UK employee owned companies have a turnover of £30bn a year and employ more than 130,000 people. Ministers say these firms are more productive, profitable and more resilient to economic shocks than other businesses.
The new rules mean that a company with employee ownership that issues shares directly to its employees will find it easier to buy back those shares when an employee leaves. It will then be able to reissue those shares when new employees join.
The changes will reduce the administrative burden of share buybacks and enable companies to avoid situations where they become owned predominantly by former employees and others outside the company.
Employment Relations Minister Jo Swinson said: “Evidence shows that employee owned companies can be more profitable, create more jo
bs and were more resilient during the economic downturn. We are committed to making direct employee ownership more attractive, cutting red tape for companies, and promoting new and more responsible ways of running a business.”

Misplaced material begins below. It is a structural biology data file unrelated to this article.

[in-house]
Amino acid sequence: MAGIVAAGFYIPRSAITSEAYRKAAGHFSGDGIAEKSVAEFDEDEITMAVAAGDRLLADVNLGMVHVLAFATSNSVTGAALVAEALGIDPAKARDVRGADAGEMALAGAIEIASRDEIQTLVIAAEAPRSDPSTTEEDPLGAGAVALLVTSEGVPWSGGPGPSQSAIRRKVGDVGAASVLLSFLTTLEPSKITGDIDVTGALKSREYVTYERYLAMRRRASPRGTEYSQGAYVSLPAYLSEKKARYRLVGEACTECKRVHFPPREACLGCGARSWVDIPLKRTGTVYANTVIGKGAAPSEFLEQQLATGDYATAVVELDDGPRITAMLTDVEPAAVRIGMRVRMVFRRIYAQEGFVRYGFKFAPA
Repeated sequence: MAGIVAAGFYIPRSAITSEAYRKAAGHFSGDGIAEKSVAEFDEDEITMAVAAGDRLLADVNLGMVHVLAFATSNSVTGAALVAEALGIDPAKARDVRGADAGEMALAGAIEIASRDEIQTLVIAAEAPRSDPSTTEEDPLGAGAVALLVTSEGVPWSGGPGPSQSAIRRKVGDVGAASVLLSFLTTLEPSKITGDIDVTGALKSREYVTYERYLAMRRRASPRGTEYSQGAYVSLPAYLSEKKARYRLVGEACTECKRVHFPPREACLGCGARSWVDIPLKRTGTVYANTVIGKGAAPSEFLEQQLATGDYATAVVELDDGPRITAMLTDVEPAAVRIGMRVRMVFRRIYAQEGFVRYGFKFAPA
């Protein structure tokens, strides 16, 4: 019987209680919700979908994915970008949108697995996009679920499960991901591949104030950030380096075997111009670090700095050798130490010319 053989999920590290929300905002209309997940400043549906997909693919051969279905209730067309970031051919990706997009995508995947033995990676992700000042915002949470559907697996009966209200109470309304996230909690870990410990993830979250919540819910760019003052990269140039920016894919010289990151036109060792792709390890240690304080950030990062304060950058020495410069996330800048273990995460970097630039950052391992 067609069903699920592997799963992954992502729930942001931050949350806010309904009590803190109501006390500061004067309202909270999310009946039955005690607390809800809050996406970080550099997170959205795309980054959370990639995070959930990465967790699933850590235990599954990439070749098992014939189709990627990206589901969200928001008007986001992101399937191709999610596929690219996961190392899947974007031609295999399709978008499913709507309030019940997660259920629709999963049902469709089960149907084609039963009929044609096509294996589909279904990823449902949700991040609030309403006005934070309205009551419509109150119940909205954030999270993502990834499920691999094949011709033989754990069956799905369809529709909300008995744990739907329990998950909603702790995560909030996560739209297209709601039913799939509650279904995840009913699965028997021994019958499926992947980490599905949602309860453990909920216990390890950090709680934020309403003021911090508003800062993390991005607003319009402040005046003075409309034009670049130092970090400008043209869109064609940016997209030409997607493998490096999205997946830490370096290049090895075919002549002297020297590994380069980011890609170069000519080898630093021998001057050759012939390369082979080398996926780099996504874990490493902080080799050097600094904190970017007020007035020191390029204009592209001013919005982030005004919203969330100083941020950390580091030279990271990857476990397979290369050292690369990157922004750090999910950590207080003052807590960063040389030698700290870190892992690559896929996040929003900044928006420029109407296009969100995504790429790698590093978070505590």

It’s hoped the changes will bring employee ownership to the attention of a wider audience.
Ministers say employee ownership in this context involves the employees of a company having a significant and meaningful stake in that company. To be meaningful, the employees’ stake should go beyond mere financial participation and underpin organisational structures that ensure employee engagement.
Employee ownership can take one of three forms:
- direct employee ownership – employees become individual owners of shares in their company
- indirect employee ownership – shares are held collectively on behalf of employees, normally through a benefit trust
- combined direct and indirect ownership – a combina
tion of individual and collective share ownership.
The measures to improve the system have been introduced through changes to the Companies Act 2006. They impose no additional costs on businesses, but should offer more flexibility and choice.
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